Personally Identifiable Information
If certain specific criteria were to be omitted, then this should leave the information too vague and generalized to be harmful, or it would seem. Removal of the information, but maintaining access to a complete database as a reference, would still allow for that individual to be identified. Because of this, there must be a standard for electronic medical records, from a legal standpoint. “There is no black and white definition across the health care industry of what constitutes a legal EMR”, as stated by Sheila K. Nicholson, “this requires the physical therapy clinic or department to determine, before printing, what information is to be included. (Richardson, 2011) ” Websites visited, information openly sent via the Internet and even electronic data stored on a hard drive can provide a wide range of personally identifiable information. We do our best to protect ourselves from providing too much information but we are not always successful. At times, information you provide can be recorded as a public record and pose a potential risk to identity theft. In the end, however, it all comes down to the user protecting his or herself and always being cognizant of one question: Am I being watched?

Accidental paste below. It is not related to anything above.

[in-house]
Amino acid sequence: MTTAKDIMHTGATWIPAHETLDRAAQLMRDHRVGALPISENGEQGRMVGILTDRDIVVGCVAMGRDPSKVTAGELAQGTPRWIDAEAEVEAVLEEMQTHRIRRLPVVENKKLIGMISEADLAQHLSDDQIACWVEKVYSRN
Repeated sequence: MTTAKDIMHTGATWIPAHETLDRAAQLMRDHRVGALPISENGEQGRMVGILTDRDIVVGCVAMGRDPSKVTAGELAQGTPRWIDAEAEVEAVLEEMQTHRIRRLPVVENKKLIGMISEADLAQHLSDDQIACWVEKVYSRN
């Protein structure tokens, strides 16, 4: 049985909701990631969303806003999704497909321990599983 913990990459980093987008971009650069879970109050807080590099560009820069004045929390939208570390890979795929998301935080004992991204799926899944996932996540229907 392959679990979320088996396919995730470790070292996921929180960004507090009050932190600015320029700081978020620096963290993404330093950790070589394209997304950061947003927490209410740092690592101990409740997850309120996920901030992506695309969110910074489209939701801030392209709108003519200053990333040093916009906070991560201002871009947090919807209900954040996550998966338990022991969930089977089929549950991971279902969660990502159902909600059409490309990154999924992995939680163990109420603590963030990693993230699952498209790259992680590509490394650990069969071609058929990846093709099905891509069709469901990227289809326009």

Articles.CNN. (2001, November 7). Retrieved from CNN.Tech: